Office Christmas party? Yes, please!
Let’s call it the “Office Holiday Celebration Party” to include those with different faiths and religious backgrounds and also to celebrate a great year. Unlike the Halloween Office party, where people are encouraged to be naughty, this one is different. It’s much nicer and safer. Sure, someone could get a little “overexcited”, but the chances of someone showing up half naked are far less likely.
The office holiday celebration party is all about giving, bonding, and having good clean fun. Bosses can use the party to learn more about what drives their employees. What do they love? What do they live for? And what are they thankful for? But remember, you’re not collecting evidence, you are hoping to make a greater connection with your team members – we call this humanizing. All too often we see coworkers as just that – coworkers! We know nothing else about them. The office holiday celebration party is an excellent opportunity to get to know them a little better, while letting them get to know you as well.
Another great use for the holiday celebration party is as a pre-boarding introduction for new team members. Since 2010, I have noticed more companies are having holiday parties, and coincidentally more companies are hiring new employees in the 4th quarter with start dates in the New Year. So why not invite them to the office celebration party, so they can meet their future coworkers? And as host, you should make sure to give them a gift too, just like everyone else. It doesn’t have to be expensive either: company swag is fine. People love coffee mugs, gift cards, t-shirts, and snacks! It’s the little things that can go a long way towards building engagement.
If you’re thinking about having an office holiday celebration party, here are few tips to help you make it memorable.
No really, plan it out. This party should NOT be thrown together. You should have a budget and think about the kind of experience that you want to create. Think ambiance and decorations if you’re holding it at the office. But people may get bored if everything is in one spot – unless it’s an awesome entertainment or conference center. Maybe you should use Yelp! to find an establishment that will allow you to rent out a space or multiple rooms. This way each area could represent a different stage in the party.
Don’t be so predictable this time. You don’t have to do the same thing you did last year and the year before. Think about your staff – you want to have a party that best fits your team. Maybe you could mix things up and have the meet and greet at a local restaurant with nice seating and a bar area, then move to another floor for dinner and dancing. Check out the latest club! Most nightclubs would love to host a holiday party, because it allows them to make additional revenue before their normal business starts at 10:30 or 11pm. Oh yes, definitely have the party somewhere else. Seriously, your people spend enough time in the office.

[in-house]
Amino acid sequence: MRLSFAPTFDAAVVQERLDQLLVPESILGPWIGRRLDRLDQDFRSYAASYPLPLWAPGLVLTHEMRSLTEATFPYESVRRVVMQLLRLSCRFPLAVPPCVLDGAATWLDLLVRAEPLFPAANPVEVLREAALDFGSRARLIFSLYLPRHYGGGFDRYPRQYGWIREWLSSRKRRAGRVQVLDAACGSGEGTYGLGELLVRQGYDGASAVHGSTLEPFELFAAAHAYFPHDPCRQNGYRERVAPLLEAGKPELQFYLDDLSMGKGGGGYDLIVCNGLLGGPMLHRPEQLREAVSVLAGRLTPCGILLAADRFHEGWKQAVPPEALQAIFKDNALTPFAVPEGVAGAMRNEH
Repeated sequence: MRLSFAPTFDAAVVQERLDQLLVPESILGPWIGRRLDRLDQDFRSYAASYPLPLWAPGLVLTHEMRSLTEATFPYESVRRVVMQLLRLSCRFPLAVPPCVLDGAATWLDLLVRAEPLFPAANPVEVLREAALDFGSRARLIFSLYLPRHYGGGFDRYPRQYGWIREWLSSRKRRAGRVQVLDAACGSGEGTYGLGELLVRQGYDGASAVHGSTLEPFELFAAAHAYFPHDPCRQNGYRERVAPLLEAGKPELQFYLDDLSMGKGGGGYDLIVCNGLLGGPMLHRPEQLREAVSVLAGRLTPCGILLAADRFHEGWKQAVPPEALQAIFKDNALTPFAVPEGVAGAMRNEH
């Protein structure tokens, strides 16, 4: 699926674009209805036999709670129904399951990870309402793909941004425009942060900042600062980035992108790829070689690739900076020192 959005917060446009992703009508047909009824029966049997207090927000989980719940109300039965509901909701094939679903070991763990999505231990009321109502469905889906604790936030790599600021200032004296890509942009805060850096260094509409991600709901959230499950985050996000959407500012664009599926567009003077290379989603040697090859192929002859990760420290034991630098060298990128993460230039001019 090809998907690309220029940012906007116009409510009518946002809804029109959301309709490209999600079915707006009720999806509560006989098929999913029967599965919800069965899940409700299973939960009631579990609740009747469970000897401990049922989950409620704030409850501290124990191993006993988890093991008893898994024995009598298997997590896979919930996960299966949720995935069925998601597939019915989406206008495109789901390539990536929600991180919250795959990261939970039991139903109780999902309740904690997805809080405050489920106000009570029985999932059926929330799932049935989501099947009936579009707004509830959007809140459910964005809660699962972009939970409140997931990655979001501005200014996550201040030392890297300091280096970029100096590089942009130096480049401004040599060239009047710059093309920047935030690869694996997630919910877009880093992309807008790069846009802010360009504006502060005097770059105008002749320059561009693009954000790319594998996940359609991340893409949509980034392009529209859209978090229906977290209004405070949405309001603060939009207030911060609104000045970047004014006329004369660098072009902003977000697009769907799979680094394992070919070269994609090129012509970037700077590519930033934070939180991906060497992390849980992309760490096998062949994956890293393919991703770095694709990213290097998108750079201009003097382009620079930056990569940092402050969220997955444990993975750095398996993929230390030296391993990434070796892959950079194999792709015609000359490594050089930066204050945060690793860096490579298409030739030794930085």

When you hear the kids say, “let’s kick it” they mean, “let’s have fun”. Remember to kick it at this party. Make it an experience to remember. As I said earlier, that comes down to planning. There are lots of fun suggestions on Pinterest under “Holiday Office Party” or “Christmas Office Party”. From holiday bingo or karaoke to ugly holiday sweater or best holiday drink contest, with prizes – there is something for every company culture. And here are a few more ideas: get yourself a DJ (they are cheap), have a few drinks (but make sure no one has too much), play some games, tell funny stories, and have a Secret Santa gift exchange. Most of all, remember it’s a party, so be sure to enjoy it! Celebrate a fantastic year with your team.
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I really enjoy organizing the office Christmas party! Many managers try to avoid doing this because they see this party as a troublemaker. I totally agree that in theory many unpleasant situations can happen, but I don’t like to think of them. I really appreciate my employees and I see this party as a reward for their work. Why do managers think the worst about their employees? I find this as a warning sign – these managers are not so involved in knowing their employees, and this can affect the productivity in the workplace. Good managers always know what to expect from their employees.
I partly agree with you, Julie! We all want our employees to have fun, but some prevention will do no harm. Let’s not forget that a Christmas party is an extension of the workplace, and some standards are expected of employees. The important part is how you deliver your expectations. Don’t be too strict about the whole thing – the party is a reward for the year’s work, but you should stay alert without stifling your employees’ freedom and good humor.
I’ve been to many office parties, but I find them boring. If you want to organize a party, do your best and don’t just forget about it. Holding a party at the office will not allow employees to fully enjoy the party. They associate the place with their daily work, so let’s “kick it” in some other place. Be creative and organize a party that will not be forgotten the whole next year. Make your employees feel appreciated!
I prefer to rely on the common sense of my employees and not overwhelm them with rules and limits on what they can and cannot do. This kind of attitude will ruin the whole point of having a party.
Great article. We usually rent out a place in the city center and have dinner and a relaxed party. Thank you for your suggestions.
The Christmas Party is definitely an event our employees talk about long after it is finished. It fosters teambuilding, so we always give our best to organize it properly.
We plan lots of activities and games so that employees can relax, get to know each other on a personal level, and have fun.